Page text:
Disseminated Intravascular Coagulation (DIC)
When you're injured and bleeding, your blood forms a clot to seal damaged blood vessels and stop the bleeding. Blood has special clotting substances and platelets (very small blood cells) in order to make the clot.
Sometimes clots form when they're not supposed to, which can block blood vessels.
Coagulation is a word for clotting. Disseminated means throughout the body. Intravascular means inside the blood vessels.
So DIC is a problem in which your body forms many small blood clots throughout your bloodstream.
The clots in DIC block many small blood vessels, which cut down blood flow to your organs
Your organs may not work well and may even be permanently damaged
All the little clots caused by DIC use up your body's clotting substances and platelets
If your clotting substances and platelets are used up, you're at risk for serious bleeding
DIC may happen suddenly from an infection or major injury, or it may happen slowly, usually from cancer
Doctors can't stop DIC but they'll treat the problem that’s causing DIC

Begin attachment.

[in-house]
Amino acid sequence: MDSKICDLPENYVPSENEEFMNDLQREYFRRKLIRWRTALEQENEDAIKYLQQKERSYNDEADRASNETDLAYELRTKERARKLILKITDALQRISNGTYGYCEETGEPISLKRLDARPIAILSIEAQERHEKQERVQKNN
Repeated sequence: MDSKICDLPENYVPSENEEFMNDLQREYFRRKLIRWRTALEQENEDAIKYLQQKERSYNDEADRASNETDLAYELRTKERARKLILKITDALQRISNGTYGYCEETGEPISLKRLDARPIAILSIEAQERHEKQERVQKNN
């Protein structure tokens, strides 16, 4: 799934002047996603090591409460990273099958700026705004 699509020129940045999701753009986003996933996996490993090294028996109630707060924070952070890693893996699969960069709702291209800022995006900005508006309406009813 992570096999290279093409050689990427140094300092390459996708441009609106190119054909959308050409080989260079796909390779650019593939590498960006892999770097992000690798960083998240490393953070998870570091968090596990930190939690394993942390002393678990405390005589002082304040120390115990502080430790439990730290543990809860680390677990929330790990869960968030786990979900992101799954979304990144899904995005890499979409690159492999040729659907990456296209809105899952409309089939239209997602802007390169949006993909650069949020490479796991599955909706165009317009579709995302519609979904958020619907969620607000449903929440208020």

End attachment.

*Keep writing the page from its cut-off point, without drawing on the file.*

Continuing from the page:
DIC can start suddenly or slowly, depending on what caused it.
DIC that starts suddenly, such as from sepsis or shock, usually causes:
The bleeding in sudden DIC may be very hard to stop.
DIC that starts slowly, as in people with cancer, usually causes clotting problems rather than bleeding problems.
People with DIC can die, particularly if the problem that caused the DIC also is dangerous.
Doctors treat the problem or injury causing the DIC. The clotting and bleeding problems usually go away when the cause is corrected.
DIC that develops suddenly is an emergency because it can damage your organs and lead to a lot of bleeding. Doctors may give you blood transfusions and medicines to help stop the bleeding.
If you aren't bleeding and your main problem is clots that are blocking your blood vessels, doctors may give you medicine that slows down clotting.